Here is a memo of how to set up and use an svn server with apache and Eclipse. The main instructions I followed are there.
The goal is to have a svn repository on my server, with an url so that anyone with proper access can see the content of the project. SVN is used over SSH for security and confidentiality reasons. The last step is to be able to use the Eclipse SVN plugin, this part was the trickiest one.
First, set up an ssh agent. See the previous post for a quick how-to. This will avoid the hassle to type the password (at least) twice evry time one wants to commit/checkout/update etc etc...
Then, follow these instructions to set up the svn repository, set the right permission, manage the users and install dav_svn. A nice addition is to change the visible root directory so users cannot guess where is the repos on the server. A key point here is to create a wrapper script to start svnserve. This script change the root for the user and set the right umask (002). From here, one should be able to list, commit and so on using a command line like :
svn list svn+ssh://firstname.lastname@example.org/repos_folderThe last step is to install and configure the Eclipse SVN plugin. The main part is not complicated. The problem is (again) to set the right permissions. Because the plugin uses the protocol http, one must give apache the right permissions to access the repos. Ususally, the apache user is www-data. So one has to add this user to the group which owns the repos (subversion in my case) :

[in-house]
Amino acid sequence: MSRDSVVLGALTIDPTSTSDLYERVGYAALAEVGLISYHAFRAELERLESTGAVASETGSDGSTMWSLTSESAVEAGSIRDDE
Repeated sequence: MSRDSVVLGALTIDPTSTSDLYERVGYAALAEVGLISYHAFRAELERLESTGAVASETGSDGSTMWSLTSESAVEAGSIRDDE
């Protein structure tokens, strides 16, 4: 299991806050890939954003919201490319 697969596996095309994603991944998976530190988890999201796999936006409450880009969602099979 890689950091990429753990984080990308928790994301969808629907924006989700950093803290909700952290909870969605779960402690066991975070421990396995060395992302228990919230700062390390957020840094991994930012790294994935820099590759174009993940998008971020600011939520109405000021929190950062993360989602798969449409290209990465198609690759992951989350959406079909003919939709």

usermod -a -G subversion www-dataThen, set the right umask. The apache umask can be added in the /etc/apache2/envvars file (I'm running Debian Lenny 5.0.8). In the plugin eclipse, when one has to add a repos, use the url defined in the /etc/apache2/mods-available/dav_svn.conf.
And that's all. To allow a user to browse the project and participate, add this user to the group subversion and everything worrks just fine. Still to do: allow anonymous access for anyone who wants to read the sources of the project.